The heart of India lies in her villages, as Gandhiji pointed out many a time; and if her heart is strong and healthy the whole body would be naturally so.
Although today India maintains some of the largest industrial plants of the world and is marching ahead towards her goal of industrialization, the country is much in need of cottage industries in the rural areas.
The need of Cottage Industries in India is immense. According to an Indian economist, ‘In India, more than 74 per cent of the total population lives in the villages where their lot is linked with agriculture. They have to live in the villages as they cannot leave their fields which give them their ‘living’. Side by side they must be provided with some kind of cottage industries upon which they can depend during that period in which they remain idle and unengaged’.
After independence, our country has been taking gigantic strides towards industrialisation. Cottage industries can become and alternative means of employment for the people living in the rural areas. Cottage industries will be of benefit for our villages, which form the back bone of the nation.
The place of cottage industries in the national economy in the country has been unique since time immemorial. India was famous, in the past, for the wealth of the land and for the high artistic skill of her craftsmen. India was exporting wonderful jewellery and superfine embroideries to Europe. European merchants were attracted towards India more by her craft and industry than by the rich raw material.
Cottage-industries declined with the downfall of the Mughal Empire under whose benevolent patronage they had reached their point of perfection. The up-to-date fashionable people of India motivated by the Western culture preferred the well-finished products of Lancashire and Manchester and treated it as beyond their dignity and prestige to embrace the home-made goods. The cut-throat competition was a harmful detent to the Indian craftsmen who could not keep pace with the foreign machine-made articles. Thus the foreign goods began to be sold at cheaper rates compared with the home-made goods. That was decidedly in the best interests of the foreign rulers whose chief motive was to enrich their country at the cost of India.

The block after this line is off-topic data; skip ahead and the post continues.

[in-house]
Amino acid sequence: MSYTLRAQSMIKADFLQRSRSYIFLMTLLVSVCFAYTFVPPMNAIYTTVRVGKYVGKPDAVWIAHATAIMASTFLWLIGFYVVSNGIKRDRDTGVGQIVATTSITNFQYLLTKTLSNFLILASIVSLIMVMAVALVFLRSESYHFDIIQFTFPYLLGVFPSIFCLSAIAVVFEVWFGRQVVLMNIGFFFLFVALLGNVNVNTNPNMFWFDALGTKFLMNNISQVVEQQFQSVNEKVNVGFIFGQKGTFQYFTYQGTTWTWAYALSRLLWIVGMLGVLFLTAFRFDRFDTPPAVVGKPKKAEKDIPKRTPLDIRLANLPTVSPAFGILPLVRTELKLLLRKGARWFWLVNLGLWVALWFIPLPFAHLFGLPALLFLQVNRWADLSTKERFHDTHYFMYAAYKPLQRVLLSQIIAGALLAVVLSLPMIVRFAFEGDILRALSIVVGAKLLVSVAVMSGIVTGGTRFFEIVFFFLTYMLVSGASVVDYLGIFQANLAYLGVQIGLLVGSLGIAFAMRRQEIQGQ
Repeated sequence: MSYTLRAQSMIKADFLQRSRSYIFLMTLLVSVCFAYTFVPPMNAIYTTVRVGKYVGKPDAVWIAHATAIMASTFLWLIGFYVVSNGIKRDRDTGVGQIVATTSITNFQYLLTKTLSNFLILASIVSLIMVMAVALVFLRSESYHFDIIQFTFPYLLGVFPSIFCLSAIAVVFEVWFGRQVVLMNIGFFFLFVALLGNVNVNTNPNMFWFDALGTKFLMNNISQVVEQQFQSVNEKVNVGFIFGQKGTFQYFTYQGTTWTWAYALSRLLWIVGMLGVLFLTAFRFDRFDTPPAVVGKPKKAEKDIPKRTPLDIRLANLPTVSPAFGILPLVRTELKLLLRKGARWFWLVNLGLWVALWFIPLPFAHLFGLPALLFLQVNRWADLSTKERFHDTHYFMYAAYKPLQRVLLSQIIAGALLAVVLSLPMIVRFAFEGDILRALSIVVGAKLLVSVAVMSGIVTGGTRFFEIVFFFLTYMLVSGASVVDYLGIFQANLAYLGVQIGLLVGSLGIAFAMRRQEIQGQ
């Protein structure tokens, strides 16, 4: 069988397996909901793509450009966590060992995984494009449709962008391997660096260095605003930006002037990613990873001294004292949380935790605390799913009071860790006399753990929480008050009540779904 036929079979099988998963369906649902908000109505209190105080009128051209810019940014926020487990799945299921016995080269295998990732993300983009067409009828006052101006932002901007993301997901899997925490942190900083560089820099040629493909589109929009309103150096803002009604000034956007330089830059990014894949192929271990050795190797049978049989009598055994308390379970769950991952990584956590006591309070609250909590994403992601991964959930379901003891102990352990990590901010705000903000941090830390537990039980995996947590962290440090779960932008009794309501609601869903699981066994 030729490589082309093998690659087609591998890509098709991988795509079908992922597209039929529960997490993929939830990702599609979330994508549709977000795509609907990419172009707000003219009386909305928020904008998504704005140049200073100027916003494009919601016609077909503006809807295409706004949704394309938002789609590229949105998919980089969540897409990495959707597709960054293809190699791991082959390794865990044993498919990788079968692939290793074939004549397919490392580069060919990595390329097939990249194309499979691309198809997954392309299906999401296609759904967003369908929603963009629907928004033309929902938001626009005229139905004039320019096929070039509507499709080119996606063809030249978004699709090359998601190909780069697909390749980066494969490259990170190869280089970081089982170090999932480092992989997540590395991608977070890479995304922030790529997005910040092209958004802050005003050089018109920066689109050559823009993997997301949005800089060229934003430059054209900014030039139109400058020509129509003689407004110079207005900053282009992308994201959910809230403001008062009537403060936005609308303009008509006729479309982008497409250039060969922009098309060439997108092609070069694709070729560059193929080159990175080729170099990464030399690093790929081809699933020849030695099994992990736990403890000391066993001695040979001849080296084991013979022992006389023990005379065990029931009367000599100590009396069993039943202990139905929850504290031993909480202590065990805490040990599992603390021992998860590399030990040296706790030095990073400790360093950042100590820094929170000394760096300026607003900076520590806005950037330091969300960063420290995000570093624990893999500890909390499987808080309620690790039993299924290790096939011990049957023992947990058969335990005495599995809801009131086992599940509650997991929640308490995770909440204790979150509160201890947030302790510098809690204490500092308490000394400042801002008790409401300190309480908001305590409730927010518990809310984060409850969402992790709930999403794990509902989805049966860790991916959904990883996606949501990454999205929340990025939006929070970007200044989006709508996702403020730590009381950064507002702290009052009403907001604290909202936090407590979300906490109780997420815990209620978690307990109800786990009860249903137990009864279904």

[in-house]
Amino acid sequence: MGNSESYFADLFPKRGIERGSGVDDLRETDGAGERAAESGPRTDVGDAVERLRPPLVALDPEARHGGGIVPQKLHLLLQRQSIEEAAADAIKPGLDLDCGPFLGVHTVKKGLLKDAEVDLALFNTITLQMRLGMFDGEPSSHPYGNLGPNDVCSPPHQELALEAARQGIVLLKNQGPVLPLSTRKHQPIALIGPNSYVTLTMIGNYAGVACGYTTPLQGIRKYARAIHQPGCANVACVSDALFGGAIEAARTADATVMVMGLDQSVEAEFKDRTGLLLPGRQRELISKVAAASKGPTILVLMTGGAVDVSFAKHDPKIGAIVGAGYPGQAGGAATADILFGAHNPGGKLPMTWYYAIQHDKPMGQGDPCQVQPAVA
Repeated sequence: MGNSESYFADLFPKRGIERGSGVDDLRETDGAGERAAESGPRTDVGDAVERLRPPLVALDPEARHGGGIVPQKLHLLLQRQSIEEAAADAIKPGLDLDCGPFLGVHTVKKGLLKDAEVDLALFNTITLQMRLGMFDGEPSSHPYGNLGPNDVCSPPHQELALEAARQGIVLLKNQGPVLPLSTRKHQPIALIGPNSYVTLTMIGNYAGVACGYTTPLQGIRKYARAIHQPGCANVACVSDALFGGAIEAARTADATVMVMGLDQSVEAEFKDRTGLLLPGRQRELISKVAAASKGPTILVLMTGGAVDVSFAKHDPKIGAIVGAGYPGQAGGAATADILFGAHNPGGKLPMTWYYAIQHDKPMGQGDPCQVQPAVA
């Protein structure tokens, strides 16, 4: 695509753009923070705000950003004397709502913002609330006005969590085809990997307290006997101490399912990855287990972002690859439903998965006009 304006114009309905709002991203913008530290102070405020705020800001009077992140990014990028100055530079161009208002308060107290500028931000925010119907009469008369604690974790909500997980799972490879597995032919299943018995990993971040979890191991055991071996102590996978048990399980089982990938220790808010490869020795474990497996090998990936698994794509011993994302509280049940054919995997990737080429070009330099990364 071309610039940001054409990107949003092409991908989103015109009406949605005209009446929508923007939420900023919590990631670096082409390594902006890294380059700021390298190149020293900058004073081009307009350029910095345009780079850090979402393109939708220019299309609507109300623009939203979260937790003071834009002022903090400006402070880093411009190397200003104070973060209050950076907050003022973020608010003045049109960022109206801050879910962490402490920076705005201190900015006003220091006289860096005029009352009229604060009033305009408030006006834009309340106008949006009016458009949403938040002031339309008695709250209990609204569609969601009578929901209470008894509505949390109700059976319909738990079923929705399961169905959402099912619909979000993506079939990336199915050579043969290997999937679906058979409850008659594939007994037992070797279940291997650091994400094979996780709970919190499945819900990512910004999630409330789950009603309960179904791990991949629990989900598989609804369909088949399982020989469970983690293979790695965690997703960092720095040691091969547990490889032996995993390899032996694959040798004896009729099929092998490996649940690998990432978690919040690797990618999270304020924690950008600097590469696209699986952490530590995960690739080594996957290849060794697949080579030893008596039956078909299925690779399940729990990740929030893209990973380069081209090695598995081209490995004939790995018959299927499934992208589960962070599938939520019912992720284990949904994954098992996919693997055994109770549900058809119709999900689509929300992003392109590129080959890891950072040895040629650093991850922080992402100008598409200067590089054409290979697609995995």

It was then that Mahatma Gandhi came on the Indian scene and infused new life and vigor into the decaying limbs of our home industries. The clarion call for swadeshi and benefits of ‘economics of Khadi cloth’ together with the ‘charkha’ campaign launched a crusade against mill-made foreign goods. Since then cottage-industries have been receiving good attention from the government and the people alike. The Central and the State Governments have established separate departments for the encouragement of cottage industries.
It must not be forgotten that cottage industries are the back-bone of our rural economy and no rural uplift is possible without the protection of and encouragement to these small-scale industries. Apart from all other considerations, small-scale or cottage-industries are essential for providing employment to our tillers of soil in their leisure time or when they remain idle.
To improve and encourage the cottage-industry in our country we have to change the views of the general public. The people should be made interested in patronizing home-made goods. A ready market is a further urgency in this direction.
Rural Co-operatives and Rural Banks should be established and stabilized by the Government for advancing short-term loans on nominal interest.
Lastly, adequate marketing facilities should be arranged for them, as sale of goods has now-a-days become as complicated an affair as production itself.
Hence, the artisans must be helped to get the best price of their goods. Frequent exhibitions should be organized to enable the artisans to show their art and industry and give them impetus and inspiration to create still better patterns of handicrafts.